Gold struggles after release of strong US data
Singapore (May 16) Gold struggled below $1,300 an ounce on Friday as US jobs and factory data indicated brighter prospects for the economy, hurting the metal’s appeal as an investment hedge. Platinum was headed for its best weekly gain in three months on supply worry from prolonged strikes in South Africa, while palladium was also poised for a weekly jump.
New applications for US unemployment benefits hit a seven-year low last week while consumer prices recorded their largest increase in 10 months in April. Factory activity in New York state expanded at its quickest pace in nearly four years in May.
Spot gold was little changed at $1,296.70 an ounce by 3.45am GMT, after dropping 0.7% on Thursday.
"Despite Thursday’s modest sell-off in gold, we remain constructive on the precious metal short term, as there are too many geopolitical hotspots that still have the capacity to flare up rather unexpectedly," INTL FCStone said in a note.
The metal is still up 0.6% for the week on earlier gains from political uncertainty in Ukraine, which has increased tension between Russia and the West.
Gold is often seen as a safe-haven investment compared with riskier assets such as equities.
Investor interest perked up with SPDR Gold Trust, the world’s biggest gold-backed exchange-traded fund (ETF), showing a modest increase in flows. Holdings in the fund rose 1.79 tonnes to 782.25 tonnes on Thursday — the first inflow in a month.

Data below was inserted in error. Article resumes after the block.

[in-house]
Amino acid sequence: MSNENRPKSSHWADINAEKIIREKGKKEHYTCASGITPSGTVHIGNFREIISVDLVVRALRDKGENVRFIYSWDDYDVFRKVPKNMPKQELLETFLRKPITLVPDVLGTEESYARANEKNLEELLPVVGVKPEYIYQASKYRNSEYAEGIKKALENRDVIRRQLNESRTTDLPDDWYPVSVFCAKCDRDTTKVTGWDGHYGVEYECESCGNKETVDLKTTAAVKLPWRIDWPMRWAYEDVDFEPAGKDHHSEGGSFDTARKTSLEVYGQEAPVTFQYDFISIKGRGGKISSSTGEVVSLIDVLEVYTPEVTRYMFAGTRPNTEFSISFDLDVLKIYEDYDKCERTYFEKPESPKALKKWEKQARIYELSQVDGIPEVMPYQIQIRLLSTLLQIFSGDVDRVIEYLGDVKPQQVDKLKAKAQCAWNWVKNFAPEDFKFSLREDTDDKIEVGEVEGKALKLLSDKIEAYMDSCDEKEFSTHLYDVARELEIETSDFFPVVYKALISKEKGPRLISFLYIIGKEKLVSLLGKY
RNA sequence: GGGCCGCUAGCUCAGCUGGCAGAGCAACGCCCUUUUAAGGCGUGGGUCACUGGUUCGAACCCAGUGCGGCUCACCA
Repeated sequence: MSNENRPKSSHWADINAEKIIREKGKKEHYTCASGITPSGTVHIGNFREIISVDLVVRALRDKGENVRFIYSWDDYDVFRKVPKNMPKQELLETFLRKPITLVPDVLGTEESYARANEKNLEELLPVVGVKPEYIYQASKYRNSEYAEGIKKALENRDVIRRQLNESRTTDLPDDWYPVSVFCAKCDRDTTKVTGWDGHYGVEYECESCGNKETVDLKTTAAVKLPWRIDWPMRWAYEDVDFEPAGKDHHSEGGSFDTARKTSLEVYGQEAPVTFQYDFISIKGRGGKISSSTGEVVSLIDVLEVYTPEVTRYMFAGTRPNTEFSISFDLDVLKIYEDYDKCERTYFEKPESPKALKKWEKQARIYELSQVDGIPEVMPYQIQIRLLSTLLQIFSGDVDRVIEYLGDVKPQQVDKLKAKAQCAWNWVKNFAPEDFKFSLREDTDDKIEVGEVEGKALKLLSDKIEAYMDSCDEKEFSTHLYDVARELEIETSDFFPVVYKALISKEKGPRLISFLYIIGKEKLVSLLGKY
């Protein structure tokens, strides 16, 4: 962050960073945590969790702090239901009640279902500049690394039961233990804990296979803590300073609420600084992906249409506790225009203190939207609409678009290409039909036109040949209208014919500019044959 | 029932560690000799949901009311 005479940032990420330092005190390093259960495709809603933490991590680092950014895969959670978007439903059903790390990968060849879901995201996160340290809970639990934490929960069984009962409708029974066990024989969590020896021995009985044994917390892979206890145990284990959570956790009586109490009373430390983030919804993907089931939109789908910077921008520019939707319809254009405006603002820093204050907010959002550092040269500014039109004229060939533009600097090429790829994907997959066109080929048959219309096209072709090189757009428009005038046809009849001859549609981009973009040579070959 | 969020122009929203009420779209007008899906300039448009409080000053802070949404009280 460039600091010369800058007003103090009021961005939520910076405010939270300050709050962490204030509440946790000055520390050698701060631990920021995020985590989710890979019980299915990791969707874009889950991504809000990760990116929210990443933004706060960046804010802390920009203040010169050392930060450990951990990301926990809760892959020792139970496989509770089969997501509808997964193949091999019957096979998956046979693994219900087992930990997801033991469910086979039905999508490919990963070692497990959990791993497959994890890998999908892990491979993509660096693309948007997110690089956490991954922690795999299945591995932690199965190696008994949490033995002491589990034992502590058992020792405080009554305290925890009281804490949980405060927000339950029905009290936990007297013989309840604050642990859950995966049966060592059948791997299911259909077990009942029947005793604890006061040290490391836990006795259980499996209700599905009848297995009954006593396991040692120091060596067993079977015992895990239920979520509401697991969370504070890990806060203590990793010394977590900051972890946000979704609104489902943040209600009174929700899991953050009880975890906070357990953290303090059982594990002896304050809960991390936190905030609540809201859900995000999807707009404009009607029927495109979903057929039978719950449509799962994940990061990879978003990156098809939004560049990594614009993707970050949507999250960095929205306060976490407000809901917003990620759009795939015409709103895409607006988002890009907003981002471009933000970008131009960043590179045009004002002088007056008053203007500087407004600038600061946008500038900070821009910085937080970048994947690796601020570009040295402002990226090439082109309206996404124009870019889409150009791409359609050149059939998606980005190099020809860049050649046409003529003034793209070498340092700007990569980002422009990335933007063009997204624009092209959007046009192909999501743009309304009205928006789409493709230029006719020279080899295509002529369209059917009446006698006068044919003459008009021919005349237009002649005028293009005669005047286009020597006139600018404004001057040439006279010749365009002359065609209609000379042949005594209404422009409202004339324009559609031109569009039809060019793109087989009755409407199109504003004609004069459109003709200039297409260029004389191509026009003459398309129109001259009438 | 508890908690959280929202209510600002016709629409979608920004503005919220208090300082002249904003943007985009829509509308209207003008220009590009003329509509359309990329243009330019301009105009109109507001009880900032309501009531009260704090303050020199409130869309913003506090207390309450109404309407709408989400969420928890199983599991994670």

US data also showed that hedge fund Paulson & Co in the first quarter maintained its stake in SPDR as bullion prices rebounded from their biggest annual loss in 32 years in 2013, while Pimco dissolved its gold ETF investment.
In news among other precious metals, platinum producer Lonmin said on Thursday it could go to court in a bid to stop the 16-week strike in the platinum belt because of the levels of violence faced by workers who wanted to return to work.
The current stoppage has hit about 40% of global production of the precious metal used for emissions-capping catalytic converters in cars, with about 880,000oz lost to date, according to Reuters’ calculations.
Platinum was headed for a 3% weekly jump, while palladium was up nearly 2%.